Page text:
JSR-170 or the Java Content Repository API, appeared on my radar somewhere early in 2004. JSR-170 is interesting to creators of content management systems because it promises a common API for accessing and manipulating CMS content. Implementing this API in a CMS could bring a number of potential benefits to it, such as interoperability, learnability, not reinventing the wheel, and so on. I go deeper into possible reasons for adopting any specification in my previous article Criteria for evaluating specifications.
Criteria for evaluating specifications: http://faassen.n--tree.net/blog/view/weblog/2005/03/01/0
JSR-170 has some counts against it. For starters, it's huge. When I first looked at it, its design was also somewhat shaky (and it was even huger), but in the recent versions I did notice large improvements. Finally, from the perspective of the Python world, not the Java world, a Java-based API has some counts against it. Implementing a Java API on top of a Python-based system is not easy if you want the interoperability benefits.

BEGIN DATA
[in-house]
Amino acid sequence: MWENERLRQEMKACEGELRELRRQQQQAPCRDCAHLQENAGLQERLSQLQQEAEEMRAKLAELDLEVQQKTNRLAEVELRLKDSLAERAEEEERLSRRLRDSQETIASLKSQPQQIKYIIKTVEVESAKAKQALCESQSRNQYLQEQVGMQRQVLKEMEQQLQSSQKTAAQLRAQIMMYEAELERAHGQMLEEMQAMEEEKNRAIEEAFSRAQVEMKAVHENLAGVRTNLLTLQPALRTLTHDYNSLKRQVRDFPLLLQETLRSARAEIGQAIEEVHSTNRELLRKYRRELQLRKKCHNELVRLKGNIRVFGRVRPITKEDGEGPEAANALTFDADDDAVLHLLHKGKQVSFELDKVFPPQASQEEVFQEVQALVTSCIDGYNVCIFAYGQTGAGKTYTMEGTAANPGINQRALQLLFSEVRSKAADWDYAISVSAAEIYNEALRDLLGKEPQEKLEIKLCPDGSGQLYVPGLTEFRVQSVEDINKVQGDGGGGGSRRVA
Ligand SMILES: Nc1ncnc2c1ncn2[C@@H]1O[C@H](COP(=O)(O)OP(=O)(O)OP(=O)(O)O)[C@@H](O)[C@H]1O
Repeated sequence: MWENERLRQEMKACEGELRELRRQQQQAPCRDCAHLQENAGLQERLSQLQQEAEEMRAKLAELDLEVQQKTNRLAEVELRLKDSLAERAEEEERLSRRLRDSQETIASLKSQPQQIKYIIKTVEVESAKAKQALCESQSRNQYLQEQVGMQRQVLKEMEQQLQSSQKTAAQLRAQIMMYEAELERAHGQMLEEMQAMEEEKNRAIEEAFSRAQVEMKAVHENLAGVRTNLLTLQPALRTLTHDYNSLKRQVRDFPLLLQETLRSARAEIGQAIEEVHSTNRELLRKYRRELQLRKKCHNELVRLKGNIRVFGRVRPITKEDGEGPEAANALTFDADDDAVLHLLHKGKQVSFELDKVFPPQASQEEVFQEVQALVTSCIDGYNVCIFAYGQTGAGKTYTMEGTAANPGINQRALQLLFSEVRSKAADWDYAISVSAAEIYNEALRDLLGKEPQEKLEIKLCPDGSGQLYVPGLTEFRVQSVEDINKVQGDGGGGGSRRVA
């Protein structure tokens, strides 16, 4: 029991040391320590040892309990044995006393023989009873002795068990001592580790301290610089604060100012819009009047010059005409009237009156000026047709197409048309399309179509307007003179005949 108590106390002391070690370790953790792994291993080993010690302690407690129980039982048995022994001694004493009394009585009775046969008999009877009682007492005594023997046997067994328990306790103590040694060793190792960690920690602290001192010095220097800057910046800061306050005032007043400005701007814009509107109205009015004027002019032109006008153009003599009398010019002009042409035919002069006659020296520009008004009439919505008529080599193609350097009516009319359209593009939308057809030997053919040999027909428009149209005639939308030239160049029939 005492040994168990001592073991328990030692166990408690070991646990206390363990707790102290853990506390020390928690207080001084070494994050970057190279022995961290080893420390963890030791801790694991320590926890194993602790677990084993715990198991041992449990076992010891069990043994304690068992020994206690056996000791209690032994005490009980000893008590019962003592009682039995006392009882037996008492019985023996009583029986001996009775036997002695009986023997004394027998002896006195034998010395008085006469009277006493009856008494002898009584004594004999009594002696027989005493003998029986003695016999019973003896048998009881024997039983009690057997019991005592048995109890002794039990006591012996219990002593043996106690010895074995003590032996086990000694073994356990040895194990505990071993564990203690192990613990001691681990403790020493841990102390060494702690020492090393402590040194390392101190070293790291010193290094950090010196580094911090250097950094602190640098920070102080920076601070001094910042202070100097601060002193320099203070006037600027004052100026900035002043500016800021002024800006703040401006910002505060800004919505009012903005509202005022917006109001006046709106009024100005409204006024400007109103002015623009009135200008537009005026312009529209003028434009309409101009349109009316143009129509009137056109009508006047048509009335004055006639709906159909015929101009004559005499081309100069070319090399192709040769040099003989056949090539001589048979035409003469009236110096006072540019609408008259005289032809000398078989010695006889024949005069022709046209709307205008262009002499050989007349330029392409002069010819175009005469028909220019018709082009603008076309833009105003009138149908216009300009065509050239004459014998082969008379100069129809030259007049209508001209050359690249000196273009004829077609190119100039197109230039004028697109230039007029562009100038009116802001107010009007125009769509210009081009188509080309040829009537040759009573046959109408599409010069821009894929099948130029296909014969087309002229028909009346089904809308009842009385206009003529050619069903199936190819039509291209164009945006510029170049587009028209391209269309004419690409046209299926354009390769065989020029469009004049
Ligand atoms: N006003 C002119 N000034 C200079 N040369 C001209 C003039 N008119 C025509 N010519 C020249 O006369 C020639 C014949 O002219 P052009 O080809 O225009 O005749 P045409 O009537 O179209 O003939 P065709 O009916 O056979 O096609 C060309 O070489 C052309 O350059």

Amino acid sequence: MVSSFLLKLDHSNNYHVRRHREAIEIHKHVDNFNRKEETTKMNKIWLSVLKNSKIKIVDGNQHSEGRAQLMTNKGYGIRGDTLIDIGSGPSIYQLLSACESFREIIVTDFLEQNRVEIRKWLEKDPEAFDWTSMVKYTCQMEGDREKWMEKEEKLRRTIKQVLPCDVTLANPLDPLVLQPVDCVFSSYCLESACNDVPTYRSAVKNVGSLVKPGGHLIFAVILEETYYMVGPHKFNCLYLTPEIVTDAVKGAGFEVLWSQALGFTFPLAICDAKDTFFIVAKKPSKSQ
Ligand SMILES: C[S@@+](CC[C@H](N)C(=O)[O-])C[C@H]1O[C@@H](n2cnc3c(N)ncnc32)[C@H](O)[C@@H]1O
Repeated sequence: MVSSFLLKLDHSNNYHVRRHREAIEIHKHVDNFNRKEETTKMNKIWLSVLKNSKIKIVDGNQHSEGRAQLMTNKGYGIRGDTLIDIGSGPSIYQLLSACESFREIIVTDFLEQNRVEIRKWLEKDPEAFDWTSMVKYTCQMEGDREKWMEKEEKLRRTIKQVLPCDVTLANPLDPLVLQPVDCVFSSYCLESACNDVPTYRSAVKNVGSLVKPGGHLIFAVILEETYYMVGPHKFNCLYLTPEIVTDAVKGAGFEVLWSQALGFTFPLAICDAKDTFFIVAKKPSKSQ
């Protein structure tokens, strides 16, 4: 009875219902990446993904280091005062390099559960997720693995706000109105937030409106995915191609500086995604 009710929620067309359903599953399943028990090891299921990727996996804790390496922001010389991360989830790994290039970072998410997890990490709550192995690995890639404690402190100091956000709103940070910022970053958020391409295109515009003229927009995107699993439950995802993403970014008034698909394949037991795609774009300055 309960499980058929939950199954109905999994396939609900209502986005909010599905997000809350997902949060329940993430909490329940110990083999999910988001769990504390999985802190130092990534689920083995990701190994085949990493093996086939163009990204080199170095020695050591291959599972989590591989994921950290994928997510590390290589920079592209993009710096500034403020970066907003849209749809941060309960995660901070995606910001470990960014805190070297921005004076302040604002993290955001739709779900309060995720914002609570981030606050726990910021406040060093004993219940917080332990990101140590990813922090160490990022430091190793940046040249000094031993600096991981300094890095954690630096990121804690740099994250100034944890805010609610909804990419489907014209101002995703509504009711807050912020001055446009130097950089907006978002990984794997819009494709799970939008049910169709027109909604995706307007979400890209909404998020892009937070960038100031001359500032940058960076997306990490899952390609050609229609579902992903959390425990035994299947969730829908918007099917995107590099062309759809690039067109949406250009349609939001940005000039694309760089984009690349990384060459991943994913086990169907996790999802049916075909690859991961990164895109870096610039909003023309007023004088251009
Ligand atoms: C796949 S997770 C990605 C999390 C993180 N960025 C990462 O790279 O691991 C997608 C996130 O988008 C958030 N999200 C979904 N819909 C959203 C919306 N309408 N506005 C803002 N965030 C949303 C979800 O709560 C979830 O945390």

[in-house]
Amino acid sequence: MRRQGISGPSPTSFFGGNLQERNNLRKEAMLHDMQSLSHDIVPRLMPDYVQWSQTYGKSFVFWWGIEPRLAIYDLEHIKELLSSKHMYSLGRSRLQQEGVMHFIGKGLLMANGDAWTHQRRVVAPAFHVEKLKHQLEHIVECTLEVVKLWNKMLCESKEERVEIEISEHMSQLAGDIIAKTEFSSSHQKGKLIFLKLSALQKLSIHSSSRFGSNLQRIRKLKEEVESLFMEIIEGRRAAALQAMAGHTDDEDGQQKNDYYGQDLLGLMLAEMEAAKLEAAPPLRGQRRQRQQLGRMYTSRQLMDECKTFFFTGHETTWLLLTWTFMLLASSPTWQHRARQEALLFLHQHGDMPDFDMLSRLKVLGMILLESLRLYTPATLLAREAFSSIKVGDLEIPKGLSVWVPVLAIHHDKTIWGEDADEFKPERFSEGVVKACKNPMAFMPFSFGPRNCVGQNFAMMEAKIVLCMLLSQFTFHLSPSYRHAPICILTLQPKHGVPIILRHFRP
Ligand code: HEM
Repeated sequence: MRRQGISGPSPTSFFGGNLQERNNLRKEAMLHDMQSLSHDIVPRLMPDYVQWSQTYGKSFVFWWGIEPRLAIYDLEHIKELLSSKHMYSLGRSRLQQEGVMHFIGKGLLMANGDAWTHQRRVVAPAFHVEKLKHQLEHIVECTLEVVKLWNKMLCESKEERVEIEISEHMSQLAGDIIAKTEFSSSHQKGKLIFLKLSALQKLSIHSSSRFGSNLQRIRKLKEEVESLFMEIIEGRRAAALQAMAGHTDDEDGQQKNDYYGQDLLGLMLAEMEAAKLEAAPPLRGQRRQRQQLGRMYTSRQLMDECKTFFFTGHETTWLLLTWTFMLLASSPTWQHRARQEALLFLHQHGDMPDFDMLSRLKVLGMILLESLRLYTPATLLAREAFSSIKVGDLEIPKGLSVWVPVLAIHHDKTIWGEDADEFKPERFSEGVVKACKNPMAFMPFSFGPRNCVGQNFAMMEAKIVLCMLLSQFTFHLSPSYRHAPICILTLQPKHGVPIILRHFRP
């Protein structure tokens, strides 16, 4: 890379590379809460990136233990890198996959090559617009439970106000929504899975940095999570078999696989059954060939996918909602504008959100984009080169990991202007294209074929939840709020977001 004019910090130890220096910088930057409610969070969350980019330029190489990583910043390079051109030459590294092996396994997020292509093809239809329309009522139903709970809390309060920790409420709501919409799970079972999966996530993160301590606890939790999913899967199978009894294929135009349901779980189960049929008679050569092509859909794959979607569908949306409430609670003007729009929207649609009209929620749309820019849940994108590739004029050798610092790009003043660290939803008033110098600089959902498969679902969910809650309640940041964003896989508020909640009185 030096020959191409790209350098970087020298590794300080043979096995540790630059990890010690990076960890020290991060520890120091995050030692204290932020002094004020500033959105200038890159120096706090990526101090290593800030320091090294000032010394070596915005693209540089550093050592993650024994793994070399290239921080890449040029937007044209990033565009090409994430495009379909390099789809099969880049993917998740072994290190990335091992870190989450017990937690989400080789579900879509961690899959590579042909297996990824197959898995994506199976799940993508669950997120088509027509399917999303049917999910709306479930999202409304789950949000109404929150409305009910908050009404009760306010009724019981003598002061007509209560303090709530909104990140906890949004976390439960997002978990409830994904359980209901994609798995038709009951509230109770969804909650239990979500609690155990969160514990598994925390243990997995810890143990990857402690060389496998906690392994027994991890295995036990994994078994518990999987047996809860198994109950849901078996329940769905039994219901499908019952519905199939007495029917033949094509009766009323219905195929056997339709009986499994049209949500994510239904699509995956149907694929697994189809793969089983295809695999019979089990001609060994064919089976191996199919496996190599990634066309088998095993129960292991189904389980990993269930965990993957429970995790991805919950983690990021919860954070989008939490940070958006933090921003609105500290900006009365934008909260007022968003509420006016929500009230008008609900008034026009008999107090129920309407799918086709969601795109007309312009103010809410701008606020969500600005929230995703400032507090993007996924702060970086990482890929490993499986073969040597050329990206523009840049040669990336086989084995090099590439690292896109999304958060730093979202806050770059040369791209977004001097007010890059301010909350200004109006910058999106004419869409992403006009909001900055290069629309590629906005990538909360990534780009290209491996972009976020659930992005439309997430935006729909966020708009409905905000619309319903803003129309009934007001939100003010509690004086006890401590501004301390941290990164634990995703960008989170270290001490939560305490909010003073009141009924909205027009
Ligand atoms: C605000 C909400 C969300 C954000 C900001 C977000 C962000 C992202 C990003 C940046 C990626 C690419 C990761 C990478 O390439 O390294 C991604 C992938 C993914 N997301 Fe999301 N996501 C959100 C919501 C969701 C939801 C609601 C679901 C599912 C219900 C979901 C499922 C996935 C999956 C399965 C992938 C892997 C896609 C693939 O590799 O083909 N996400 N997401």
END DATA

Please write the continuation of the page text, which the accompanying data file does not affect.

That said, I still think there are possible benefits, so I mentioned it a few times in the Zope world for evaluation. This has been happening recently:
- Stefane Fermigier has been posting about it on his blog.
- Tres Seaver has been playing with an implementation on top of Zope 3, and also posted about it. He also mentions the impendence mismatch between Python and Java in the design of APIs.
I think it is an excellent development that members of the community looking outwards like this -- the Zope community has had a tendency to look inward in the past. Even if we choose not to adopt JCR or anything else we look at, at least our choice will have been considered and we will have learned something. This openness is also not unattractive to outsiders looking in at the Zope community.